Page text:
People with the life-threatening illness cystic fibrosis (CF)* are used to catching infections but the bug I’ve recently caught is proving to be more of a help than a hindrance…
I’ve not been particularly happy with the state of my health and reduced lung function over the last few years, so last autumn after another intravenous (IV) treatment, I decided to draw a line in the sand and look at fresh ways to finesse my health regime.
‘If you do what you’ve always done, you’ll always get what you’ve always got. If what you are doing is not working, do something else.’ Joseph O’ Connor
Based on this adage, I made the commitment to alter some parts of my life. Rather than being on the defensive about not being able to exercise as much as I previously could, I was keen to go on the offensive and give something new a go. And that was to join a gym.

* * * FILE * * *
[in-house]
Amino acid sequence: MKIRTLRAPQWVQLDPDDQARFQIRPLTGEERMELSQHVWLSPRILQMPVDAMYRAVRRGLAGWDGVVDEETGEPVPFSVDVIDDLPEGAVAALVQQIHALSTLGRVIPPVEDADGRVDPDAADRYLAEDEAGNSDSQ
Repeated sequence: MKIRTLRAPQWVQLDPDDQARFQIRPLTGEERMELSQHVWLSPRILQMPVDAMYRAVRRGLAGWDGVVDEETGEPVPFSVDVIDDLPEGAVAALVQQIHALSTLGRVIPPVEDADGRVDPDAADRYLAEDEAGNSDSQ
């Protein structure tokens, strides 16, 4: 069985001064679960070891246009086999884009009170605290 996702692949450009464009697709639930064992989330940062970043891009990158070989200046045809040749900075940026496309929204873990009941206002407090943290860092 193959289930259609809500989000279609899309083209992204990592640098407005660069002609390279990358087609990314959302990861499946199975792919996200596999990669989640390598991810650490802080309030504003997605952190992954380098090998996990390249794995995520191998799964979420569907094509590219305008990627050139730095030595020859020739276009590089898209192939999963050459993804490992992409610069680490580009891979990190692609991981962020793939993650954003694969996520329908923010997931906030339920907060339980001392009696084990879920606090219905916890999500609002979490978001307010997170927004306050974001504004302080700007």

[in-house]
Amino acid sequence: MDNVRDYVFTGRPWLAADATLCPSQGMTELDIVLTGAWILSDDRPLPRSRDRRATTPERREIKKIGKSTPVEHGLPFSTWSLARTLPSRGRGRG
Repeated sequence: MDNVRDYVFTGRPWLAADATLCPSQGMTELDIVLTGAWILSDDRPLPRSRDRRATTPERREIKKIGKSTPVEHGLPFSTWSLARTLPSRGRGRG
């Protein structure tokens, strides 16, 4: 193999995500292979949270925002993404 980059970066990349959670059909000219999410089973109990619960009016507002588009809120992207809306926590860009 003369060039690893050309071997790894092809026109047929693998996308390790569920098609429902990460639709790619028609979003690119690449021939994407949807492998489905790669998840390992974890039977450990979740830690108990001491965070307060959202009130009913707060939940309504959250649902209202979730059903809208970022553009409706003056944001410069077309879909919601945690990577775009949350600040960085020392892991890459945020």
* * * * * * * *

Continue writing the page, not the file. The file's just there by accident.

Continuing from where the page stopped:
As I’ve mentioned before on this blog, I was reticent to get involved with gyms. This was partly due to the feeling that I would be in ‘competition’ with healthier people therein, but predominantly because if I needed to cough hard or clear my lungs, I believed a gym wouldn’t be terribly conducive or discreet.
Going to a gym after 41 years would be my ‘Dr Pepper’ moment – ‘What’s the worst that could happen?’ After all, if I didn’t try it after all these years of persuading myself that it wasn’t right for me, I would never know.